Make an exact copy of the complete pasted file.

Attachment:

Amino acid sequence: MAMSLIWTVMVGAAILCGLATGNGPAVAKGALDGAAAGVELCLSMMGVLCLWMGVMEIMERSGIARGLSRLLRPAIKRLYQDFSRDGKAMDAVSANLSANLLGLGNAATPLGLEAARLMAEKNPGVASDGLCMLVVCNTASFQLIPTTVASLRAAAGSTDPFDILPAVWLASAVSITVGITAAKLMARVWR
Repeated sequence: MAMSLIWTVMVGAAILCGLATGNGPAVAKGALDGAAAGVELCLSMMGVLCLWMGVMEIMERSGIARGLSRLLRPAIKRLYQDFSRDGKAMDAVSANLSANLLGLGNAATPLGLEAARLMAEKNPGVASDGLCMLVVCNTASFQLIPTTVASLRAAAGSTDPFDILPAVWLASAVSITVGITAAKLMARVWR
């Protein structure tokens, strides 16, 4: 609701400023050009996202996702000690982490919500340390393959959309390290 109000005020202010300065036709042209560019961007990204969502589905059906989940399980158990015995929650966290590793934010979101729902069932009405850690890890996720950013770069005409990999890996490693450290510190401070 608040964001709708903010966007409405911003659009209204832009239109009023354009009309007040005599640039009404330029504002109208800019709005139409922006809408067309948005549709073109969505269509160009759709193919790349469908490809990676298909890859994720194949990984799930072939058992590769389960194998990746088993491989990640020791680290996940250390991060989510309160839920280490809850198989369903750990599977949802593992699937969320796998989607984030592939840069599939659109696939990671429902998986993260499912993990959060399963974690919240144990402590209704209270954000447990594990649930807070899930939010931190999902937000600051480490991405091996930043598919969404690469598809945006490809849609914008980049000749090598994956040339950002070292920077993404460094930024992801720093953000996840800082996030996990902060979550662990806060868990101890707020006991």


Amino acid sequence: MAMSLIWTVMVGAAILCGLATGNGPAVAKGALDGAAAGVELCLSMMGVLCLWMGVMEIMERSGIARGLSRLLRPAIKRLYQDFSRDGKAMDAVSANLSANLLGLGNAATPLGLEAARLMAEKNPGVASDGLCMLVVCNTASFQLIPTTVASLRAAAGSTDPFDILPAVWLASAVSITVGITAAKLMARVWR
Repeated sequence: MAMSLIWTVMVGAAILCGLATGNGPAVAKGALDGAAAGVELCLSMMGVLCLWMGVMEIMERSGIARGLSRLLRPAIKRLYQDFSRDGKAMDAVSANLSANLLGLGNAATPLGLEAARLMAEKNPGVASDGLCMLVVCNTASFQLIPTTVASLRAAAGSTDPFDILPAVWLASAVSITVGITAAKLMARVWR
């Protein structure tokens, strides 16, 4: 609701400023050009996202996702000690982490919500340390393959959309390290 109000005020202010300065036709042209560019961007990204969502589905059906989940399980158990015995929650966290590793934010979101729902069932009405850690890890996720950013770069005409990999890996490693450290510190401070 608040964001709708903010966007409405911003659009209204832009239109009023354009009309007040005599640039009404330029504002109208800019709005139409922006809408067309948005549709073109969505269509160009759709193919790349469908490809990676298909890859994720194949990984799930072939058992590769389960194998990746088993491989990640020791680290996940250390991060989510309160839920280490809850198989369903750990599977949802593992699937969320796998989607984030592939840069599939659109696939990671429902998986993260499912993990959060399963974690919240144990402590209704209270954000447990594990649930807070899930939010931190999902937000600051480490991405091996930043598919969404690469598809945006490809849609914008980049000749090598994956040339950002070292920077993404460094930024992801720093953000996840800082996030996990902060979550662990806060868990101890707020006991």